Determining the Jurisdiction for Custody and Access: Dhillon v. Benipal

Child custody and access is premised on the fundamental notion of what is in the best interest of the child. However, the determination of the appropriate jurisdiction to hear a custody/access dispute is not a determination of the best interests of the child but rather a determination of the habitual residence of the child. This case deals with jurisdictional issues. The father and late mother are originally from India, but immigrated to Canada in 2004. The child was born in Canada in 2007, and lived his first 10 months of his life in Ontario. The parents decided to send their child to India in 2008 as they were struggling financially. Initially it was agreed that the child would live in India with his paternal grandmother. However, the paternal grandmother decided she was incapable of caring for the child. Thus, the child was put in the care of the maternal grandparents in India, and remained there for over a year.

During the litigation, the father was arguing that the child’s habitual residence is in Ontario. If the Ontario Superior Court of Justice did determine that the child’s habitual residence was in Ontario, then the said Court would have to determine whether the father or maternal grandparents should get custody of the child. The father also testified that he had a continuous relationship with his child. The Court found this to be untrue and the father’s testimony was filled with inconsistencies. The Court expressed that they preferred the evidence of the maternal grandparents that showed they were taking care of the child in India.

The major legal issue the Court was faced with is whether the Ontario Superior Court of Justice has jurisdiction to make an order regarding custody and access. In order to determine this, the Court had to define where the child’s habitual residence lies. Pursuant to the Children’s Law Reform Act, section 22(2)(c) defines habitual residence when dealing with a person other than a parent. In this case, the care and de facto custody of the child was with the maternal grandparents. This section of the Act determines habitual residence by (1) where the child lived on a permanent basis, and (2) whether it was for a significant period of time. The significant period of time is also relative to the child’s age. The Court mentioned that intention is only one factor in determining permanency and the existence of a foreign court order is another factor to consider. In this case, the Court found that the child was permanently living with the maternal grandparents and the child had formed close relations with relatives he was surrounded by. The Court recognized that given the child is in his infancy, the child did live with the maternal grandparents for a significant period of time.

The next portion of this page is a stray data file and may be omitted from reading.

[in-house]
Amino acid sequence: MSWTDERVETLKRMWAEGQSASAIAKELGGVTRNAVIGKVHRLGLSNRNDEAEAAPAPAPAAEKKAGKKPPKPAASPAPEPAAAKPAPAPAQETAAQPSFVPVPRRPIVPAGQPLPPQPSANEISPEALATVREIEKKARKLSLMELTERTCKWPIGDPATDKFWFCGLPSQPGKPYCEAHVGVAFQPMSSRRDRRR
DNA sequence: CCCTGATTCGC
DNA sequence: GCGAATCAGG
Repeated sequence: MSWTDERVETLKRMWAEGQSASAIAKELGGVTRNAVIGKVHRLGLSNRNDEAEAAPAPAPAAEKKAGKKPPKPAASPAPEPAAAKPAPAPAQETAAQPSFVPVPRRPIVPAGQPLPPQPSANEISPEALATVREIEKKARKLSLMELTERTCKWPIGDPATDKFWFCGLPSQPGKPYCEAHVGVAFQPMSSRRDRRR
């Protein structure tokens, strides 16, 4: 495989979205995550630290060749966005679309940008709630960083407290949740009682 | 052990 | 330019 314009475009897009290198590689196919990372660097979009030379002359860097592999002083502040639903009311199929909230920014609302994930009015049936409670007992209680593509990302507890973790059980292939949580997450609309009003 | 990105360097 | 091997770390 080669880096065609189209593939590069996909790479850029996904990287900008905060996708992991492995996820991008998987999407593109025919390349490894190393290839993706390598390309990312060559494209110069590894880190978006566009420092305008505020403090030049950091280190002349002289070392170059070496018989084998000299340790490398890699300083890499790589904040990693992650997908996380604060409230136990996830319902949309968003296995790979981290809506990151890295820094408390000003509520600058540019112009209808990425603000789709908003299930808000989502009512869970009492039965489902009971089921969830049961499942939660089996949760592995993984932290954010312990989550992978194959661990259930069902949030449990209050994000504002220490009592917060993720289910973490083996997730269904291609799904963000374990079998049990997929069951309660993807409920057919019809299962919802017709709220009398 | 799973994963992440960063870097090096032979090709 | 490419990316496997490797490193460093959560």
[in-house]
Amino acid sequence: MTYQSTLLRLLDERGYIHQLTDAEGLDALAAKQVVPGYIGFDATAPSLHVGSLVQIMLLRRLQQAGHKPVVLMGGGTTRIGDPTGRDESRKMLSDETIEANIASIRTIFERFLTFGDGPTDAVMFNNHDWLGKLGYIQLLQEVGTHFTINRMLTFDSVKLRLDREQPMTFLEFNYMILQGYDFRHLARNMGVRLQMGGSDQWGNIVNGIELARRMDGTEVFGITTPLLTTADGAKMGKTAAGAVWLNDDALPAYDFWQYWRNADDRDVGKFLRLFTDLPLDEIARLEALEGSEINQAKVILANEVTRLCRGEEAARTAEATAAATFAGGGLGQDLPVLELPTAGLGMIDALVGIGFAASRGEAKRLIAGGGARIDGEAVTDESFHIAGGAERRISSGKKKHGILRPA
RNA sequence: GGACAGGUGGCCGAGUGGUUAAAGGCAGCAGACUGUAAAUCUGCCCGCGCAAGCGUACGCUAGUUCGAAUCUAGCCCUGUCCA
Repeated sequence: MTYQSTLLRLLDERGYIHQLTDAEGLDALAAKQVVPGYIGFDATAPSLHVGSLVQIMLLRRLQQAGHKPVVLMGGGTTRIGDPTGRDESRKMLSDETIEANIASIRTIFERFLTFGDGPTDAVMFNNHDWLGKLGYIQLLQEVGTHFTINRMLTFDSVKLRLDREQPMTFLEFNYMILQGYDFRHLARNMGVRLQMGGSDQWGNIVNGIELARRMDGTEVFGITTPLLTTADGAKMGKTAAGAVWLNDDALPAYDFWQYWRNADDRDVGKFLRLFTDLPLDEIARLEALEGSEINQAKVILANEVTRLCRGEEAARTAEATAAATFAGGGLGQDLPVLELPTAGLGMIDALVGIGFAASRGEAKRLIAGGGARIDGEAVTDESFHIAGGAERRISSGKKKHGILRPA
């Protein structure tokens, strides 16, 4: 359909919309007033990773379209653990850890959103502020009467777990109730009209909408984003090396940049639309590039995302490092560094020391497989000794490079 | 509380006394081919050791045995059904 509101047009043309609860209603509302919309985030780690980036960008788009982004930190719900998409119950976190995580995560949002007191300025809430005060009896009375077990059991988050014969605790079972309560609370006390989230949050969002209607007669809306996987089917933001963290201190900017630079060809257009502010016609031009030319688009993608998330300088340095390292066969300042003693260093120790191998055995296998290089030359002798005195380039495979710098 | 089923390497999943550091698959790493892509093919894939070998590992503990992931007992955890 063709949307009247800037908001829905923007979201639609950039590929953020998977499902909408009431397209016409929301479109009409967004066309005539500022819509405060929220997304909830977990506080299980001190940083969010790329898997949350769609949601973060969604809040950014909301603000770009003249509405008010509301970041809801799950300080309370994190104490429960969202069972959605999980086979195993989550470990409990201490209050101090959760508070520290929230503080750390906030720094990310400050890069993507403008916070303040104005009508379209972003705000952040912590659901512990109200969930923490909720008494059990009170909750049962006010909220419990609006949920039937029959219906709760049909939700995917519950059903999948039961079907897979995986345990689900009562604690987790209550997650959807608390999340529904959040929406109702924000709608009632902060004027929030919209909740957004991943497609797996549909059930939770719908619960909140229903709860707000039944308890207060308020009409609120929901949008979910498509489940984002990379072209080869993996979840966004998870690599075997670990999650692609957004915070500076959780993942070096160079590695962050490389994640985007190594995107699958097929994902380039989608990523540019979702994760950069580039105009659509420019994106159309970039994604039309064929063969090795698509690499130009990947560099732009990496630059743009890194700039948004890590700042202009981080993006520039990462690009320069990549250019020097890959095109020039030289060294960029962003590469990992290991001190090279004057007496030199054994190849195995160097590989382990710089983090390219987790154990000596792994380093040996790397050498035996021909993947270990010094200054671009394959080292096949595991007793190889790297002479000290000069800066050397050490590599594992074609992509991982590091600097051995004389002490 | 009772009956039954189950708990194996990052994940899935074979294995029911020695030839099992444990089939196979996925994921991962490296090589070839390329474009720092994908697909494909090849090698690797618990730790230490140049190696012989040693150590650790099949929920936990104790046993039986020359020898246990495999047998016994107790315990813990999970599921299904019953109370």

The Court under section 25 of the Act are afforded the statutory power to refuse exercising their jurisdiction where they feel it is more appropriate for another jurisdiction to handle the custody and access matter. The Court made it clear that the public policy reason for determining the habitual residence of the child is to allow the “home” jurisdiction to deal with the custody arrangements of the child. The Court came to the conclusion that the child’s habitual residence was in India and it became the Indian Court’s jurisdiction to decide the custody and access of the child.

Andrew Feldstein

The Feldstein Family Law Group (FFLG) is one the largest family law firms that practices Family Law exclusively in Greater Toronto, with ten lawyers and counting. The boutique law firm has won the Top Choice Award for Family Law™ in Toronto for the past eleven years (2007 to 2017 inclusive).

Managing Partner Andrew Feldstein has been practicing family law for more than 20 years and frequently comments on Family Law issues through the media. The Feldstein Family Law Group offers vast written, video, and media resources on its website to those who find that they need to end their relationship.

This Post Has One Comment
  1. Occasionally, parents in Canada of a young child, send their child to live with relatives in another country while the parents of the child remain in Canada. This may be done because the parents in Canada do not have their financial and career situation stabilized yet in Canada. The parents’ intention may be to have the child be returned once they have their finances and careers sorted. Often, the parents also are hopeful that the relatives taking care of the child will be able to later immigrate to Canada.

    This case should serve as a warning to parties who find themselves in such a situation. Notwithstanding that every case is fact specific, parents are taking the risk that the Ontario Courts may not take jurisdiction over their case. It is not a question of who are the child’s parents. For the court to take jurisdiction, what matters is where the child is habitually resident.

    After the decision is made to have the child live in another country, parties should be aware that, for any number of reasons, circumstances may change and a dispute may arise regarding the child. As per Dhillon v. Benipal, the parties may find themselves at the mercy of the courts in the foreign jurisdiction.

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